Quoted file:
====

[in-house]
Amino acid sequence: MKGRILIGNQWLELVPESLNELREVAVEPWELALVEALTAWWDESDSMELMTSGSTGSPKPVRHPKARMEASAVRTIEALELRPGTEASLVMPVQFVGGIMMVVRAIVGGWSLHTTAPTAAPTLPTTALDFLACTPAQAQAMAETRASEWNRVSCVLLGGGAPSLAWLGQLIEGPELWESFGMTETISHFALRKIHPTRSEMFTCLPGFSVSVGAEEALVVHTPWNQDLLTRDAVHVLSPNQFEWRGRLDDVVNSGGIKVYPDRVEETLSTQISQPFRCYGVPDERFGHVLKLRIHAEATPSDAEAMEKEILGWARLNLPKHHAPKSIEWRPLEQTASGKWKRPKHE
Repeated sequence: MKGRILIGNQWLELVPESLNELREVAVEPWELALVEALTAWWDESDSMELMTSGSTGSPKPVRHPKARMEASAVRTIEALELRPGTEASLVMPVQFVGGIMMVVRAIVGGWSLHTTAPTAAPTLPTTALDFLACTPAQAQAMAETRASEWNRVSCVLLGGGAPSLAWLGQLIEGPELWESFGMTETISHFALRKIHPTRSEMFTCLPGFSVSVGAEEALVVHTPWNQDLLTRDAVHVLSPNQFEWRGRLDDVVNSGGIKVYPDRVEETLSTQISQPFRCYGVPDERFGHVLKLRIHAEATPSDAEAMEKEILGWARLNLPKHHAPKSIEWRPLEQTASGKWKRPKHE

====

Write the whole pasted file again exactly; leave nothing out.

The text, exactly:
[in-house]
Amino acid sequence: MKGRILIGNQWLELVPESLNELREVAVEPWELALVEALTAWWDESDSMELMTSGSTGSPKPVRHPKARMEASAVRTIEALELRPGTEASLVMPVQFVGGIMMVVRAIVGGWSLHTTAPTAAPTLPTTALDFLACTPAQAQAMAETRASEWNRVSCVLLGGGAPSLAWLGQLIEGPELWESFGMTETISHFALRKIHPTRSEMFTCLPGFSVSVGAEEALVVHTPWNQDLLTRDAVHVLSPNQFEWRGRLDDVVNSGGIKVYPDRVEETLSTQISQPFRCYGVPDERFGHVLKLRIHAEATPSDAEAMEKEILGWARLNLPKHHAPKSIEWRPLEQTASGKWKRPKHE
Repeated sequence: MKGRILIGNQWLELVPESLNELREVAVEPWELALVEALTAWWDESDSMELMTSGSTGSPKPVRHPKARMEASAVRTIEALELRPGTEASLVMPVQFVGGIMMVVRAIVGGWSLHTTAPTAAPTLPTTALDFLACTPAQAQAMAETRASEWNRVSCVLLGGGAPSLAWLGQLIEGPELWESFGMTETISHFALRKIHPTRSEMFTCLPGFSVSVGAEEALVVHTPWNQDLLTRDAVHVLSPNQFEWRGRLDDVVNSGGIKVYPDRVEETLSTQISQPFRCYGVPDERFGHVLKLRIHAEATPSDAEAMEKEILGWARLNLPKHHAPKSIEWRPLEQTASGKWKRPKHE